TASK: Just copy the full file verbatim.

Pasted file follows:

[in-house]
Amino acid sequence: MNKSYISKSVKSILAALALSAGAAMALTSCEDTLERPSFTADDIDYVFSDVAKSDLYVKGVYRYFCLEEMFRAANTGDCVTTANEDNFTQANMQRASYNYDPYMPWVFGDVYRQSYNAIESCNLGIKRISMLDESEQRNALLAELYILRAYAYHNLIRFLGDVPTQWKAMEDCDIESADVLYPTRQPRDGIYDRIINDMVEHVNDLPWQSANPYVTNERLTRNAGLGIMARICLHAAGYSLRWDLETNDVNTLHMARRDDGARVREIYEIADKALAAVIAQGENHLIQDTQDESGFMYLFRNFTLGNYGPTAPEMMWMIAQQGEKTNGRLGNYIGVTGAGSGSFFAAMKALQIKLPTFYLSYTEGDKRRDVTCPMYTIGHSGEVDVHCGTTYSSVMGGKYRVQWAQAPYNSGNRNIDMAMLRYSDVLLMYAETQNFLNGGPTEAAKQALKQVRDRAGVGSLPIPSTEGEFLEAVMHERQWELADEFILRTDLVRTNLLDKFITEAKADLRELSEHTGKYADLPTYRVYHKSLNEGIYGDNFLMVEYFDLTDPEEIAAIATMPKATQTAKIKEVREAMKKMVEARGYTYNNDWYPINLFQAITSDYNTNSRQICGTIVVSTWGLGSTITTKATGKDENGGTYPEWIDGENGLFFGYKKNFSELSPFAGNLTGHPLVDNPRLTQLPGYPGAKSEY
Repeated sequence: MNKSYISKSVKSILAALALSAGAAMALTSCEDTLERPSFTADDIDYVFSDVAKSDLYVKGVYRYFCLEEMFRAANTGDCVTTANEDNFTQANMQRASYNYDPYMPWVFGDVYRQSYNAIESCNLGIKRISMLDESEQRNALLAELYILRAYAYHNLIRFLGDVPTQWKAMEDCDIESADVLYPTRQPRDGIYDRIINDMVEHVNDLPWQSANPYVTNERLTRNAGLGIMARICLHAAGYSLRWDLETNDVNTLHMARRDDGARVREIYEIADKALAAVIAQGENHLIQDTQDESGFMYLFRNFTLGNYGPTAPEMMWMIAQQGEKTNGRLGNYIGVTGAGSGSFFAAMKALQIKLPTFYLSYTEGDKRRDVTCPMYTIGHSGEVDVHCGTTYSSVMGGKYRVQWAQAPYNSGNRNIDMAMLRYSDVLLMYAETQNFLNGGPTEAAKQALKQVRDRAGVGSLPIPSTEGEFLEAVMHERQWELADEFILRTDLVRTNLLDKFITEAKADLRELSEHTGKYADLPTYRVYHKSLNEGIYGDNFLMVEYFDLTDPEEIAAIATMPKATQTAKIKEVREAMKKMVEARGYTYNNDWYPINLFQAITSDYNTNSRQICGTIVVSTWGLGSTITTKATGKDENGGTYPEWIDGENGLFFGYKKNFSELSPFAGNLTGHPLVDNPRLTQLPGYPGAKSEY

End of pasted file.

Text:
[in-house]
Amino acid sequence: MNKSYISKSVKSILAALALSAGAAMALTSCEDTLERPSFTADDIDYVFSDVAKSDLYVKGVYRYFCLEEMFRAANTGDCVTTANEDNFTQANMQRASYNYDPYMPWVFGDVYRQSYNAIESCNLGIKRISMLDESEQRNALLAELYILRAYAYHNLIRFLGDVPTQWKAMEDCDIESADVLYPTRQPRDGIYDRIINDMVEHVNDLPWQSANPYVTNERLTRNAGLGIMARICLHAAGYSLRWDLETNDVNTLHMARRDDGARVREIYEIADKALAAVIAQGENHLIQDTQDESGFMYLFRNFTLGNYGPTAPEMMWMIAQQGEKTNGRLGNYIGVTGAGSGSFFAAMKALQIKLPTFYLSYTEGDKRRDVTCPMYTIGHSGEVDVHCGTTYSSVMGGKYRVQWAQAPYNSGNRNIDMAMLRYSDVLLMYAETQNFLNGGPTEAAKQALKQVRDRAGVGSLPIPSTEGEFLEAVMHERQWELADEFILRTDLVRTNLLDKFITEAKADLRELSEHTGKYADLPTYRVYHKSLNEGIYGDNFLMVEYFDLTDPEEIAAIATMPKATQTAKIKEVREAMKKMVEARGYTYNNDWYPINLFQAITSDYNTNSRQICGTIVVSTWGLGSTITTKATGKDENGGTYPEWIDGENGLFFGYKKNFSELSPFAGNLTGHPLVDNPRLTQLPGYPGAKSEY
Repeated sequence: MNKSYISKSVKSILAALALSAGAAMALTSCEDTLERPSFTADDIDYVFSDVAKSDLYVKGVYRYFCLEEMFRAANTGDCVTTANEDNFTQANMQRASYNYDPYMPWVFGDVYRQSYNAIESCNLGIKRISMLDESEQRNALLAELYILRAYAYHNLIRFLGDVPTQWKAMEDCDIESADVLYPTRQPRDGIYDRIINDMVEHVNDLPWQSANPYVTNERLTRNAGLGIMARICLHAAGYSLRWDLETNDVNTLHMARRDDGARVREIYEIADKALAAVIAQGENHLIQDTQDESGFMYLFRNFTLGNYGPTAPEMMWMIAQQGEKTNGRLGNYIGVTGAGSGSFFAAMKALQIKLPTFYLSYTEGDKRRDVTCPMYTIGHSGEVDVHCGTTYSSVMGGKYRVQWAQAPYNSGNRNIDMAMLRYSDVLLMYAETQNFLNGGPTEAAKQALKQVRDRAGVGSLPIPSTEGEFLEAVMHERQWELADEFILRTDLVRTNLLDKFITEAKADLRELSEHTGKYADLPTYRVYHKSLNEGIYGDNFLMVEYFDLTDPEEIAAIATMPKATQTAKIKEVREAMKKMVEARGYTYNNDWYPINLFQAITSDYNTNSRQICGTIVVSTWGLGSTITTKATGKDENGGTYPEWIDGENGLFFGYKKNFSELSPFAGNLTGHPLVDNPRLTQLPGYPGAKSEY